Even as investors become more accepting of investing in emerging markets, fears are growing that interest rate hikes in emerging countries will lead stocks there to underperform.
In response to surging food and commodity prices, India, Brazil, Indonesia and China have been hiking interest rates. The Food & Agriculture Organization’s index of 55 food commodities has risen 24% since July, and because food prices can make up 20-50% of emerging economies' CPI baskets, the issue is a burning concern for these countries. Commodities in general, as measured by the Jeffries CRB Commodities index, are up 28% since July. These inflationary pressures are adding to wage and input costs and crimping already-tight profit margins.
While placing your bets across a variety of emerging markets does have diversification benefits, emerging economies are very interlinked economically, and international "hot money" tends to move in and out of emerging markets as a whole. This can lead to separate emerging markets moving downward in unison when global stock prices decline.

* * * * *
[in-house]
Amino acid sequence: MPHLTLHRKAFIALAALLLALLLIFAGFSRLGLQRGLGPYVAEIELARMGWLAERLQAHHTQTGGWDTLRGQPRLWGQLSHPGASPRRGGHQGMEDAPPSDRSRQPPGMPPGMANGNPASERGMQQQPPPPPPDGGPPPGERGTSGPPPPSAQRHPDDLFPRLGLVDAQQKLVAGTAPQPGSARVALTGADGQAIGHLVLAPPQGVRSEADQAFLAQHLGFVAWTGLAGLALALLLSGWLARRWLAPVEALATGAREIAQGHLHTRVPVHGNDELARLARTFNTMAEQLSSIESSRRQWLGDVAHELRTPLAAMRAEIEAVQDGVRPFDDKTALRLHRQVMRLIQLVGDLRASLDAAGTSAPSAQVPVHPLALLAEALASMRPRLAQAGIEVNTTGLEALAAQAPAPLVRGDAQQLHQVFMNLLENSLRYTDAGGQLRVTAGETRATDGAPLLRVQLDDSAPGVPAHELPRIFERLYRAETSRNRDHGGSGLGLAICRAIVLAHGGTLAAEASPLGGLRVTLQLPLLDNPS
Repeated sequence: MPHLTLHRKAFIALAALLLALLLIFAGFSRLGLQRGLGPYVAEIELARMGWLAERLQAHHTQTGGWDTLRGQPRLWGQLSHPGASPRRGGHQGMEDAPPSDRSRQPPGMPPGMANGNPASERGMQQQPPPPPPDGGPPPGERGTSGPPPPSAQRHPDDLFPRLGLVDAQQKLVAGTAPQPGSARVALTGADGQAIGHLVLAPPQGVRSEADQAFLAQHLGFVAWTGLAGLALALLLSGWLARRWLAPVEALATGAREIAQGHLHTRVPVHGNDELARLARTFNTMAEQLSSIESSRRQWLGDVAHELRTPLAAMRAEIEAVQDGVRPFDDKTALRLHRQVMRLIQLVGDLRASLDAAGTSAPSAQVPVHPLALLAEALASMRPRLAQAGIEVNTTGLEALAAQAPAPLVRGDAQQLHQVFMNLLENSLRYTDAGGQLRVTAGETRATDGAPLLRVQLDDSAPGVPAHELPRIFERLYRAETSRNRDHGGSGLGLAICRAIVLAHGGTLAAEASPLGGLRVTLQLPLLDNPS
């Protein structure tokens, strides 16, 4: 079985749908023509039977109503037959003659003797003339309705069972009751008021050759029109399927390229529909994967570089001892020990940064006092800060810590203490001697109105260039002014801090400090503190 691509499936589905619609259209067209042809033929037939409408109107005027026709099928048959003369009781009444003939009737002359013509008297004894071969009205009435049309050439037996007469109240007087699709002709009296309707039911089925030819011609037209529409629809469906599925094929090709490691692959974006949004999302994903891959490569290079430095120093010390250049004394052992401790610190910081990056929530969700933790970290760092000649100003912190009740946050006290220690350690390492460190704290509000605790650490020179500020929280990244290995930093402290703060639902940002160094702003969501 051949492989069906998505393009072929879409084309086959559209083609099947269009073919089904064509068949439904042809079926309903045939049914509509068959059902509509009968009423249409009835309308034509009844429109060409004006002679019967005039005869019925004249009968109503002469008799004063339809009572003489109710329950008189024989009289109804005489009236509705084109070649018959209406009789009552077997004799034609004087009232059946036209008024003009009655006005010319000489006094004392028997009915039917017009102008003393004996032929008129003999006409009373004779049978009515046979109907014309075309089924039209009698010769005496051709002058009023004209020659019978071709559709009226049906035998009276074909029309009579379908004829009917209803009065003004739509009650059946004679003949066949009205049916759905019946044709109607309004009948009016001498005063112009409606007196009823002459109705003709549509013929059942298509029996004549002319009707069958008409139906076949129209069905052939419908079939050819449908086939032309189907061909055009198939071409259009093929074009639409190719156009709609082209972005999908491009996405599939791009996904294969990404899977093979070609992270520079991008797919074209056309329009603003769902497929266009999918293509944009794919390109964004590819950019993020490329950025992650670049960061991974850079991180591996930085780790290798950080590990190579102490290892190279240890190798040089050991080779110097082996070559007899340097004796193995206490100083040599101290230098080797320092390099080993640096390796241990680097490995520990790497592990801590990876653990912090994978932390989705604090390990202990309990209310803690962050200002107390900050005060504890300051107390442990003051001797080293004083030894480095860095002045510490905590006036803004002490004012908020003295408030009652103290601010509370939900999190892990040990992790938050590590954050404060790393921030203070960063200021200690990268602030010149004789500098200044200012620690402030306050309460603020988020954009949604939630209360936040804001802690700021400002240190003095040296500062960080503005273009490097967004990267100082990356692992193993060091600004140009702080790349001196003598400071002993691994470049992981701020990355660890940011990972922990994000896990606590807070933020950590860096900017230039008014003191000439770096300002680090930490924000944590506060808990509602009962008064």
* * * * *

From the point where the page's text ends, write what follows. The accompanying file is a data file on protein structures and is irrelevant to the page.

Many individual investors, particularly those new to the asset class, may be shocked by the volatility of emerging markets. The MSCI Emerging Markets index (EEM) fell 58% between 1994-98 and 63% between 2007-09.
While valuations for emerging markets do not seem excessive at the moment, there is a concern that the sector may be overbought. According to a recent Russell Investments survey, 71% of investment managers were bullish on emerging markets, the second-most favored asset class in the survey.
Another clear sign of how popular emerging market investing / speculating has become is the very large number of emerging market ETFs now available; the fact that so many such ETFs exist for this asset class should give investors pause for thought..
While these economies may well have a bright future over the longer term, the road for investors in emerging market stocks will be rocky and not for the faint of heart.
Disclosure: I am long DEM.